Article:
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Eurobites: Airline WiFi Scheme Set for Take-Off

Also in today's EMEA regional roundup: Telefónica and Huawei test 5G-V2X; Nokia tries out LPWA tech for French power giant; Orange turns to Check Point for device protection.

  • Deutsche Telekom AG (NYSE: DT), Inmarsat plc (London: ISAT) and Nokia Corp. (NYSE: NOK) have together completed the ground network part of the European Aviation Network (EAN), installing around 300 basestations across all 28 member states of the EU, as well as in Switzerland and Norway. EAN is being described by its backers as the "world's first integrated S-band satellite and complementary LTE-based terrestrial network built for Europe," and will offer download speeds of 75 Mbit/s to air passengers. International Airlines Group (IAG), which includes brands such as British Airways, Iberia and Aer Lingus, is the launch customer for the new service and has already begun installing EAN-related equipment on its aircraft. (See Inmarsat, DT Launch WiFi-in-the-Sky Service.)

  • In what its participants claim is another world first, Telefónica and Huawei Technologies Co. Ltd have completed a proof-of-concept test of 5G-V2X, a technology that, it is hoped, will one day power 5G-based vehicle communication networks. The test, which took place at the companies' 5G Joint Innovation Lab in Madrid, was based on the latest 3GPP new radio (NR) standard specification, made available in December. Specifically, the test set out to demonstrate that the ultra-reliable and low-latency communication (URLLC) mode for 5G NR can effectively support V2X. (See C-V2X: A Turbo Boost for Connected Cars?)

  • In other Huawei-related news, the Chinese vendor has announced a "major new commitment to the UK" following the chinwag between UK Prime Minister Theresa May and Huawei Chairwoman Sun Yafang in Beijing. Huawei is pledging to "procure" a total of £3 billion (US$4.1 billion) worth of goods and services in the UK over the next five years, building on an existing agreement. Huawei already has a sizeable presence in the UK, with more than 1,500 people employed in 15 offices.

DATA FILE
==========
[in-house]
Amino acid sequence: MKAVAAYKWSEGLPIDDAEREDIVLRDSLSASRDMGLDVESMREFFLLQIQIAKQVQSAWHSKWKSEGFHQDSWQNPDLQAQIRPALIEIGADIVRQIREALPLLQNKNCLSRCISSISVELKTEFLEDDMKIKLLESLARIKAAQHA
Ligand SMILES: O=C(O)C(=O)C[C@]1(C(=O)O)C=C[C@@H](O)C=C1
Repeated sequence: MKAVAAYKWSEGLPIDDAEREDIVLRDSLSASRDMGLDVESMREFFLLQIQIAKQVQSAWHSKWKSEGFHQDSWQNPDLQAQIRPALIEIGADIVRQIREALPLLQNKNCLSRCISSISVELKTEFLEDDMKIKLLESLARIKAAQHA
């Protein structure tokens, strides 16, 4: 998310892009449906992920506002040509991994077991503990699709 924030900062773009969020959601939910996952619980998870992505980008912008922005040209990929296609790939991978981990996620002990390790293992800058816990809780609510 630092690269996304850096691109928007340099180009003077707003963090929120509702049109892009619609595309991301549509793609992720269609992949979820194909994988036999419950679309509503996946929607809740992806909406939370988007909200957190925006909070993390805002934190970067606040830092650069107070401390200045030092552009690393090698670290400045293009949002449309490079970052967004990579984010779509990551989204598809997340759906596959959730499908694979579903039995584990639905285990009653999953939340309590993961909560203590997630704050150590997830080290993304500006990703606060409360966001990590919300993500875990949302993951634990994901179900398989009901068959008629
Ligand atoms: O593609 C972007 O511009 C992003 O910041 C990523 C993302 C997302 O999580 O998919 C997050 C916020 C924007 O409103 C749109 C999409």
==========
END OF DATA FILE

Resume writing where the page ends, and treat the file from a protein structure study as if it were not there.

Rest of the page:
• Nokia has been chosen by French power company EDF to test low-power, wide-area (LPWA) networking technologies with a view to their use in the Internet of Things. The trials will take place at Nokia's Device Testing Lab, using real network infrastructure to compare IoT technologies recently standardized by the 3G Partnership Project (3GPP) -- including NB-IoT and LTE-M -- with other emerging, largely unlicensed IoT technologies.

  • Orange Cyberdefense, the French giant's cybersecurity unit, has launched a new service based on smarts from Check Point Software Technologies Ltd. (Nasdaq: CHKP), which is intended to protect the mobile devices used by employees of multinationals. According to Orange (NYSE: FTE), Mobile Threat Protection embeds an app that runs in the background of the user's device which can detect threats and alert the user without adversely affecting the device's performance or battery life.

  • DigitalRoute AB , the Stockholm-based data management company, has announced Johan Arpe as its new CFO. Arpe, who has worked with the likes of Deloitte and PwC, was most recently CFO at Varnish Software.

  • Slovenia's Iskratel d.o.o. is touting two new universal next-generation PON offerings, the 8-port multi-PON blade and the 16-port GPON blade, which the vendor says are designed to facilitate a "controlled upgrade" to the likes of NG-PON2 and XGS-PON. Both products will be demonstrated at the forthcoming FTTH Conference in Valencia, Spain.

    — Paul Rainford, Assistant Editor, Europe, Light Reading

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